Speakers at a roundtable said their budget proposal would encourage 1.1 million adult smokers to quit, prevent premature deaths of 390,000 existing smokers and 400,000 youths
To achieve a tobacco-free Bangladesh, the prices of cigarettes and other tobacco products should be increased through specific taxation, speakers at a roundtable have said.
MPs, economists, journalists and public health experts expressed such views on Monday during a virtual roundtable, jointly organized by Progga (Knowledge for Progress) and Anti-Tobacco Media Alliance (ATMA), titled “Tobacco Tax and Price Measures for a Tobacco-Free Bangladesh: Reality and the Way Forward.”
They opined that increasing the prices of tobacco products through effective taxation discourages the youth to start tobacco use as well as encourage the existing users, particularly those financially vulnerable, to quit, reads a press release published by Progga on Monday.
As Progga presented its budget proposals for FY 2021-22 during the event, its estimation says implementation of such proposal would encourage 1.1 million adult smokers to quit, prevent premature deaths of 390,000 existing smokers and 400,000 youths.
The proposals regarding supplementary duty, health development surcharge and VAT on cigarettes would also earn the government an additional Tk3,400 crore in revenues, added the release.
During the roundtable, Saber Hossain Chowdhury MP, the chairman of the Parliamentary Committee on Environment, Forestry and Climate Change, said: “Each year before the budget, we raise our demands to increase tobacco taxes. Unfortunately, the national budget never reflects our demands.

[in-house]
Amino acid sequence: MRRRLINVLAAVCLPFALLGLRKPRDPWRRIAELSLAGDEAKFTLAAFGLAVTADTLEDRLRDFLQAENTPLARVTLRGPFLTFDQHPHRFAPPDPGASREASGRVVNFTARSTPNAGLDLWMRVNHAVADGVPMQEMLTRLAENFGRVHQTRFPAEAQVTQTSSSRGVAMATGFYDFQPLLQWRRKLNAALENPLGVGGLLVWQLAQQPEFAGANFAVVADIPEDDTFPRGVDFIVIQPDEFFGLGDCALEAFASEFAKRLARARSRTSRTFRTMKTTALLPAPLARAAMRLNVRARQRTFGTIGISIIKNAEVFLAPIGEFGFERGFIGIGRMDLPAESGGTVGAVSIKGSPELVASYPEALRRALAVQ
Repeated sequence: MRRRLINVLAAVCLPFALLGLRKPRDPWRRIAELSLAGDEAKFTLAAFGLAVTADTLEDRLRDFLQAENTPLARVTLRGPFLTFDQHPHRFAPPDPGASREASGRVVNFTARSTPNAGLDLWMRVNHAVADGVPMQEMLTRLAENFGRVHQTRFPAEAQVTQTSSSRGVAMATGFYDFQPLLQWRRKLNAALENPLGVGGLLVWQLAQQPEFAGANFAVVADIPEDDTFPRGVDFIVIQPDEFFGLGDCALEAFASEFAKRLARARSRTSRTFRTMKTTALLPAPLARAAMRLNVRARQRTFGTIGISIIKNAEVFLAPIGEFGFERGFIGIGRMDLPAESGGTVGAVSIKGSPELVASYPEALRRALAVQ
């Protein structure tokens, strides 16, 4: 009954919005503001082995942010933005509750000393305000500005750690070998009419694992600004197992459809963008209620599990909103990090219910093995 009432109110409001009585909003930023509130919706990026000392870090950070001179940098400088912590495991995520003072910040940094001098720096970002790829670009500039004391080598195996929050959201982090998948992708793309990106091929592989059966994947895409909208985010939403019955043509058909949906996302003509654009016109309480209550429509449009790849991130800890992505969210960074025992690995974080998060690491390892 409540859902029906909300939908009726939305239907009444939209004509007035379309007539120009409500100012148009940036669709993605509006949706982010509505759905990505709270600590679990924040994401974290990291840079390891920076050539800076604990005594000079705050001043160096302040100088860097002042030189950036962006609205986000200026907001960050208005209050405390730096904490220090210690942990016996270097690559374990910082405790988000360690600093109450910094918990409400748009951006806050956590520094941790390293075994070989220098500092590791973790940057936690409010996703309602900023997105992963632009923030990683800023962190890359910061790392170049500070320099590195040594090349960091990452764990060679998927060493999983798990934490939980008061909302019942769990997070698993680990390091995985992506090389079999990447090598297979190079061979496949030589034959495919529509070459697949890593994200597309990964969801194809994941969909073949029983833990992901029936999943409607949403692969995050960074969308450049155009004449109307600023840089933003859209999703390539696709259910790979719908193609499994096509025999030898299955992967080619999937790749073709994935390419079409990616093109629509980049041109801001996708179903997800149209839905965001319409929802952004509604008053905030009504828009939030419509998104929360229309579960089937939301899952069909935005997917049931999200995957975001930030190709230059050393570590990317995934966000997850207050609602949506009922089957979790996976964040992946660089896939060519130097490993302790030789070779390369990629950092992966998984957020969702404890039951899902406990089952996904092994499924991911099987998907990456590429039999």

Eminent economist and the Convener of the National Anti-Tobacco Platform, Dr Qazi Kholiquzzaman Ahmad said: “It is quite frustrating for us to find NBR saying the increase in tobacco taxes would harm the poor. The reality is quite the contrary. An increase in tobacco taxes benefits the poor the most.”
Professor AAMS Arefin Siddique, chairman of Bangladesh Sangbad Sangstha (BSS) and former vice-chancellor of Dhaka University, says he hopes at least some of the demands would be incorporated in the national budget.
Dr Nasir Uddin Ahmed, former chairman of the National Board of Revenue (NBR), said, one of the major impediments in realizing such proposals in the national budget is the government’s investment in British American Tobacco Bangladesh (BATB) as well as the tobacco industry’s influence on NBR.
The Research Director of Bangladesh Institute of International and Strategic Studies (BIISS), Dr Mahfuz Kabir said, the users of low-tier cigarettes constitute around 70% of total smokers.
“So, if we can increase the price of this tier through specific taxation and raise it closer to the medium-tier, it would not only reduce use but also increase government revenue manifold,” he said.
Directorate General of Health Services (DGHS) Director General Meerjady Flora, Associate Editor of the Daily Prothom Alo Abdul Quayum, Editor-in-Chief of TV Today Monjurul Ahsan Bulbul, lead Policy Advisor for Campaign for Tobacco-Free Kids (CTFK) Md Mostafizur Rahman spoke among others.
The event was hosted by Nadira Kiron, co-convener of ATMA. The budget proposals were presented by Md Hasan Shahriar, project head of Tobacco Control, PROGGA. Among those present were also Convener of ATMA Mortuza Haider Liton, Executive Director of PROGGA ABM Zubair, and representatives of anti-tobacco organizations and media outlets.